Stalin - the Five-year Plans
Stalin realised that if Russia was to become a key player in the global market, the country needed to industrialise rapidly and increase production. To do this, Stalin introduced the Five-year Plans.
Stalin's chief aim was to expand industrial production. For this, he developed three Five-year Plans between 1928 and 1938. Gosplan, the state planning agency, drew up targets for production for each factory. The first two plans concentrated on improving heavy industry - coal, oil, steel and electricity.
Some keen young Communists, called Pioneers, went into barren areas and set up new towns and industries from nothing. There were champion workers called Stakhanovites, named after a coal miner who broke the record for the amount of coal dug up in a single shift. Education schemes were introduced to train skilled, literate workers.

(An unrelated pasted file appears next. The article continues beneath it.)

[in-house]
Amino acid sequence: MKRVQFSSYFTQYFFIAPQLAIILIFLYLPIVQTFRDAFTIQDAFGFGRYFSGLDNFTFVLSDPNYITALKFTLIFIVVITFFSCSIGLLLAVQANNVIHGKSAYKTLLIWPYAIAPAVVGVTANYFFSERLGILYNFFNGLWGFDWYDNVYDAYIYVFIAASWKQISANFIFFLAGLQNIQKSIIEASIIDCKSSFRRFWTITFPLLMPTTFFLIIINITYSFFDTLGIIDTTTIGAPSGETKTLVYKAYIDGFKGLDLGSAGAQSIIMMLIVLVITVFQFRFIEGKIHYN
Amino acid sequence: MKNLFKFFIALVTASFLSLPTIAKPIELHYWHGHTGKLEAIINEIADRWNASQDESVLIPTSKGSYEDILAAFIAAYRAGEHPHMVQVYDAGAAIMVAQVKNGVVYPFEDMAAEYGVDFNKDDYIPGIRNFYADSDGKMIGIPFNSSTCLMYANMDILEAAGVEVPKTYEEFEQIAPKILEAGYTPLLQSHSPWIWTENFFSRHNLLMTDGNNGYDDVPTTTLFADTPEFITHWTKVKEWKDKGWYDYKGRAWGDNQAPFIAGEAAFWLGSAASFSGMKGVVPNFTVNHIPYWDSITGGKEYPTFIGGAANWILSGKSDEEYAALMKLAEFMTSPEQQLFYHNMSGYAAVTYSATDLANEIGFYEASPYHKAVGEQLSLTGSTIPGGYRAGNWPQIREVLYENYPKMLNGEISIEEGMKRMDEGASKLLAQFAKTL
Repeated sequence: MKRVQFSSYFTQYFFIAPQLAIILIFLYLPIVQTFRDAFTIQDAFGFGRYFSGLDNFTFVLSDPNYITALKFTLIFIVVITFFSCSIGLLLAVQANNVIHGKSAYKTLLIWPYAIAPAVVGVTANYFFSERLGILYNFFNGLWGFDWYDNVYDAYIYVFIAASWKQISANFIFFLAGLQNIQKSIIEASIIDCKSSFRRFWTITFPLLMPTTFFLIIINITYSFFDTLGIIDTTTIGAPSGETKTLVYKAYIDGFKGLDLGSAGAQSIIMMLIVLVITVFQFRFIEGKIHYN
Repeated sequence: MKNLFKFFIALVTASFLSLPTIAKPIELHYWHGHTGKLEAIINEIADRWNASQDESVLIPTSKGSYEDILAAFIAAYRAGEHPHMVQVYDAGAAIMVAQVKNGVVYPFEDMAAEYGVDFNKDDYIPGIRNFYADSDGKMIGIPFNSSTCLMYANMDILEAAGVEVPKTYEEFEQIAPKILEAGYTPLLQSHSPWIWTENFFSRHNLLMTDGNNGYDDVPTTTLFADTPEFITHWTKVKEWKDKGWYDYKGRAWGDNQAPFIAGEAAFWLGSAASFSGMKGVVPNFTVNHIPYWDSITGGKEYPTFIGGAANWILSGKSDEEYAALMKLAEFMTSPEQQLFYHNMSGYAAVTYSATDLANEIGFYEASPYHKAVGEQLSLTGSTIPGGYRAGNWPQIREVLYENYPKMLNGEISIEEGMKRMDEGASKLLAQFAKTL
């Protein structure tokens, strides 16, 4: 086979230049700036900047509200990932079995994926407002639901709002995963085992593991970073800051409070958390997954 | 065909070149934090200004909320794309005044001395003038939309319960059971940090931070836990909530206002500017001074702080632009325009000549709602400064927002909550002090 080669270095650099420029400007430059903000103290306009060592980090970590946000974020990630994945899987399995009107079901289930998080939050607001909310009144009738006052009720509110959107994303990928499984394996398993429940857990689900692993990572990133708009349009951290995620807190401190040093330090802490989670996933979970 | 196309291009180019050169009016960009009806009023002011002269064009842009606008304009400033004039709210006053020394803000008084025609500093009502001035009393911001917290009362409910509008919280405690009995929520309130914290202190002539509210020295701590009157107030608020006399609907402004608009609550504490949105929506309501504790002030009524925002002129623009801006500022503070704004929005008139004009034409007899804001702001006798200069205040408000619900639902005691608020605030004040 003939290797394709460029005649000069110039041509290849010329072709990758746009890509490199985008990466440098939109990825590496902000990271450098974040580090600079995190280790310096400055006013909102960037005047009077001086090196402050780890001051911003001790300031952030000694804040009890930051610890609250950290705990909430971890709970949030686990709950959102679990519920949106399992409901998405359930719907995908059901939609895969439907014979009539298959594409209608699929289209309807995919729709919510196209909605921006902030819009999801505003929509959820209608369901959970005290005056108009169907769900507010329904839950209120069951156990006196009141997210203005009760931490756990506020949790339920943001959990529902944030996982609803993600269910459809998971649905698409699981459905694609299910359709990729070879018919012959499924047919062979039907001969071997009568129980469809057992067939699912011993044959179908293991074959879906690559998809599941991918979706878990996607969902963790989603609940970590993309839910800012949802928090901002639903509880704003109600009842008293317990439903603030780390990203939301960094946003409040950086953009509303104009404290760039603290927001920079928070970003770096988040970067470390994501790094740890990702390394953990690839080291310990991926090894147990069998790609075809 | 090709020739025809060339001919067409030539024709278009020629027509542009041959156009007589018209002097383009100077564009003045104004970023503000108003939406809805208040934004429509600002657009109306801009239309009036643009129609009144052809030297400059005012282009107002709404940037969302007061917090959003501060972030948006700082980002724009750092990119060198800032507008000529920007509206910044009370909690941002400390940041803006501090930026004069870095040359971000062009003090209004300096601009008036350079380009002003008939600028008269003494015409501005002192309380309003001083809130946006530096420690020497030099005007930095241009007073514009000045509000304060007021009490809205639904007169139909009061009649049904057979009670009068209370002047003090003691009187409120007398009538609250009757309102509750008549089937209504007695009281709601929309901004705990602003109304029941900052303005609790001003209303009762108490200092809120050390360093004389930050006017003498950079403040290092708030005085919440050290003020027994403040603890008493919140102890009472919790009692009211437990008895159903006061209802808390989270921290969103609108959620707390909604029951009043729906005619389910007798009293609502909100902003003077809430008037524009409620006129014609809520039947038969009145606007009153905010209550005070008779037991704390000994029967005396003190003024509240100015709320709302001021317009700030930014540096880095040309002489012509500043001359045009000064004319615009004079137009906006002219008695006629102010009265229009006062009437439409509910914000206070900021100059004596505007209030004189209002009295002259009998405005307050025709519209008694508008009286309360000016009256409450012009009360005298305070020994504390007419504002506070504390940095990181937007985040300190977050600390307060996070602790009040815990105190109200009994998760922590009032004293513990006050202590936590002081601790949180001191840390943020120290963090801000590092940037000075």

The Soviet Union also gave opportunities to women - crèches were set up so they could also work. Women became doctors and scientists, as well as canal diggers and steel workers.
At the same time, many of the workers were slave workers and kulaks [Kulaks: Wealthy Russian farming peasants, who strongly opposed collectivisation - Stalin killed many. ] from the gulag [Gulag: Russian labour-prison camps. ]. Strikers were shot, and wreckers (slow workers) could be executed or imprisoned. Thousands died from accidents, starvation or cold. Housing and wages were terrible, and no consumer goods were produced for people.
But the improvements in production between 1928 and 1937 were phenomenal:
Other key achievements you need to know of are:
To help you remember the key facts and issues, draw two spidergrams - one to show the successes of the Five-year Plans, the other to show the failures.
As part of your revision, think about the arguments and facts you would use to explain: